Dig at Italy's Pompeii volcanic site yields 5 skeletons

Dig at Italy’s Pompeii volcanic site yields 5 skeletons

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Dig at Italy’s Pompeii volcanic site yields 5 skeletons

According to the Italian news agency ANSA, new excavations in the ancient buried city of Pompeii have yielded the undisturbed skeletons of people who tried shelter from Mount Vesuvius’ eruption in A.D.79.

Massimo Osanna, the director of the Pompeii archaeological site, told ANSA on Wednesday that the skeletons were still intact, having been left undisturbed despite looting at the site centuries ago.

Osanna called it “a shocking find, but also very important for history.”

The remains, which are thought to be those of two women and three children, were found inside a house with a charcoal inscription dating the deadly eruption to October, two months later than previously thought, according to historians.

Archaeologists think the people sought safety in a small room but were either crushed when the roof caved in or burned.

An archaeologist inspects skeletons in the Pompeii archaeological site, Italy, Wednesday, Oct. 24, 2018. The Italian news agency ANSA says new excavations in the ancient buried city of Pompeii have yielded the undisturbed skeletons of people who had taken refuge from the eruption of Mount Vesuvius in A.D.79. The director of the Pompeii archaeological site, Massimo Osanna, told ANSA on Wednesday the skeletons, believed to be two women and three children, were still intact, having been left undisturbed despite looting at the site centuries ago.

The remains of skeletons that were found in the Pompeii archaeological site, Italy, Wednesday, Oct. 24, 2018. The Italian news agency ANSA says new excavations in the ancient buried city of Pompeii have yielded the undisturbed skeletons of people who had taken refuge from the eruption of Mount Vesuvius in A.D.79. The director of the Pompeii archaeological site, Massimo Osanna, told ANSA on Wednesday the skeletons, believed to be two women and three children, were still intact, having been left undisturbed despite looting at the site centuries ago.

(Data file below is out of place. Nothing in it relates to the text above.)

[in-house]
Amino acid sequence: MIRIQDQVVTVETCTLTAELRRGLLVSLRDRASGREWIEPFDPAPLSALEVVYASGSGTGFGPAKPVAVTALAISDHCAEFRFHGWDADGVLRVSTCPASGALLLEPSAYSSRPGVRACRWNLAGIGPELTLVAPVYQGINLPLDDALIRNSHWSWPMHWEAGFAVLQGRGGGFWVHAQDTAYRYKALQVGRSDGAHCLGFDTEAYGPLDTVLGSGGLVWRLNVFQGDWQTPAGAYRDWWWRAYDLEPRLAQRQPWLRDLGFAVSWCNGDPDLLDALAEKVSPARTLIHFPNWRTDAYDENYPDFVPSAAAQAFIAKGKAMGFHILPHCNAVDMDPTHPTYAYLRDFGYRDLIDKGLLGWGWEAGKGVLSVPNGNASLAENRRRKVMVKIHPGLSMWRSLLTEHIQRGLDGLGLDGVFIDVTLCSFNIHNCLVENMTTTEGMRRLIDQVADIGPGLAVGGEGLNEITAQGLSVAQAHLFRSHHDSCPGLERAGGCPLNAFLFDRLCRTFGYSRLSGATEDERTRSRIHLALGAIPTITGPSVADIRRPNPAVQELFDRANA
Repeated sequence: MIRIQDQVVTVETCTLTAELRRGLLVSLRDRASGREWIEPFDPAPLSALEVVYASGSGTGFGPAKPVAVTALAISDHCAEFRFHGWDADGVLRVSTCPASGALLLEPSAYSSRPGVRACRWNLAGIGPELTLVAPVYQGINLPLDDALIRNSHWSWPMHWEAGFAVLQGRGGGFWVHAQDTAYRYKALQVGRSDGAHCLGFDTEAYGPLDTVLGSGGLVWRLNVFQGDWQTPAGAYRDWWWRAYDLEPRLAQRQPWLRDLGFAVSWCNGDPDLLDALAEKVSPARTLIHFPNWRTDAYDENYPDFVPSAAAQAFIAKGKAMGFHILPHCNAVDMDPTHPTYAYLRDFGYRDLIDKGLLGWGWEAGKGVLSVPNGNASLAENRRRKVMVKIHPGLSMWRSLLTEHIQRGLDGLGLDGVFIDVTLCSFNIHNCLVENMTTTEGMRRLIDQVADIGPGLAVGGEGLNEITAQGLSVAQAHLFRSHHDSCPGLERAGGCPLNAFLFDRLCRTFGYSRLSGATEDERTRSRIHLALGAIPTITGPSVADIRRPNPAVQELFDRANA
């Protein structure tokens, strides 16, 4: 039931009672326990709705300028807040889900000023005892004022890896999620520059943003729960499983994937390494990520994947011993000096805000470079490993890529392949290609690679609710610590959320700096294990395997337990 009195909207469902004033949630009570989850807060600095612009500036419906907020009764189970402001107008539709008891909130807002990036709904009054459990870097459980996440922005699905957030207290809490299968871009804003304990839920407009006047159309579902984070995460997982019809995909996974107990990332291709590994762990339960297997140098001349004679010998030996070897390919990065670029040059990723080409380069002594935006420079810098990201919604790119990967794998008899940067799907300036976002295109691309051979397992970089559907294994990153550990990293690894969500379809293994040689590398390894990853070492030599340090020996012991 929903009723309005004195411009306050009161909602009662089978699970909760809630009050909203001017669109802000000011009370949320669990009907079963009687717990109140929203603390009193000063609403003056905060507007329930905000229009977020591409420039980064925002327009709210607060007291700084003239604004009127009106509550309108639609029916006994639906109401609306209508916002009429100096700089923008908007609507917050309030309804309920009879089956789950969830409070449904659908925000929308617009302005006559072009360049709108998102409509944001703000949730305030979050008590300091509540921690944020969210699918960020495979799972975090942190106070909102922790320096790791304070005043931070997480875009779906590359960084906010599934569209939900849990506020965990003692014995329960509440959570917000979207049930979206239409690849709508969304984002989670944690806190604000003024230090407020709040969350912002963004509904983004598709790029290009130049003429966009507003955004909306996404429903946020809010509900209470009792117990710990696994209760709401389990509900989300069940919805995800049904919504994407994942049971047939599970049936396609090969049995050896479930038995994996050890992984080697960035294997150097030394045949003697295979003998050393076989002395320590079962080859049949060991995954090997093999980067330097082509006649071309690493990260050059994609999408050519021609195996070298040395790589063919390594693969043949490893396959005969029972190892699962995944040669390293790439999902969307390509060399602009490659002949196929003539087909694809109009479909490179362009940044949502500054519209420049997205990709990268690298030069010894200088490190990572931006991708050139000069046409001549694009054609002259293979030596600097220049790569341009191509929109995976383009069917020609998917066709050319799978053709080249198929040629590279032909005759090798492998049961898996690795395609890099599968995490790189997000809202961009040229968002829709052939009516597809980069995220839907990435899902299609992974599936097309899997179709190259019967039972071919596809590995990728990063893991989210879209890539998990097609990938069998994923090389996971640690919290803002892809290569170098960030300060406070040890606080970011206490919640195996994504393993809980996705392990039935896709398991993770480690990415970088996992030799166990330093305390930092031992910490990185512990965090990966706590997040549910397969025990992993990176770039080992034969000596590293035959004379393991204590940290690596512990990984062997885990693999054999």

An archaeologist inspects skeletons in the Pompeii archaeological site, Italy, Wednesday, Oct. 24, 2018. The Italian news agency ANSA says new excavations in the ancient buried city of Pompeii have yielded the undisturbed skeletons of people who had taken refuge from the eruption of Mount Vesuvius in A.D.79. The director of the Pompeii archaeological site, Massimo Osanna, told ANSA on Wednesday the skeletons, believed to be two women and three children, were still intact, having been left undisturbed despite looting at the site centuries ago.

An archaeologist inspects skeletons in the Pompeii archaeological site, Italy, Wednesday, Oct. 24, 2018. The Italian news agency ANSA says new excavations in the ancient buried city of Pompeii have yielded the undisturbed skeletons of people who had taken refuge from the eruption of Mount Vesuvius in A.D.79. The director of the Pompeii archaeological site, Massimo Osanna, told ANSA on Wednesday the skeletons, believed to be two women and three children, were still intact, having been left undisturbed despite looting at the site centuries ago.


An archaeologist inspects skeletons in the Pompeii archaeological site, Italy, Wednesday, Oct. 24, 2018. The Italian news agency ANSA says new excavations in the ancient buried city of Pompeii have yielded the undisturbed skeletons of people who had taken refuge from the eruption of Mount Vesuvius in A.D.79. The director of the Pompeii archaeological site, Massimo Osanna, told ANSA on Wednesday the skeletons, believed to be two women and three children, were still intact, having been left undisturbed despite looting at the site centuries ago.

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P. Natasha Covers Classical Archaeology news and has been with Histecho since 2017. She has a Master's degree in MA Archaeology from New York University's Science, Health and Environmental Reporting program. A California native, she also holds a Bachelor of science in molecular biology and a Master of Science in biology from the University of California, San Diego.

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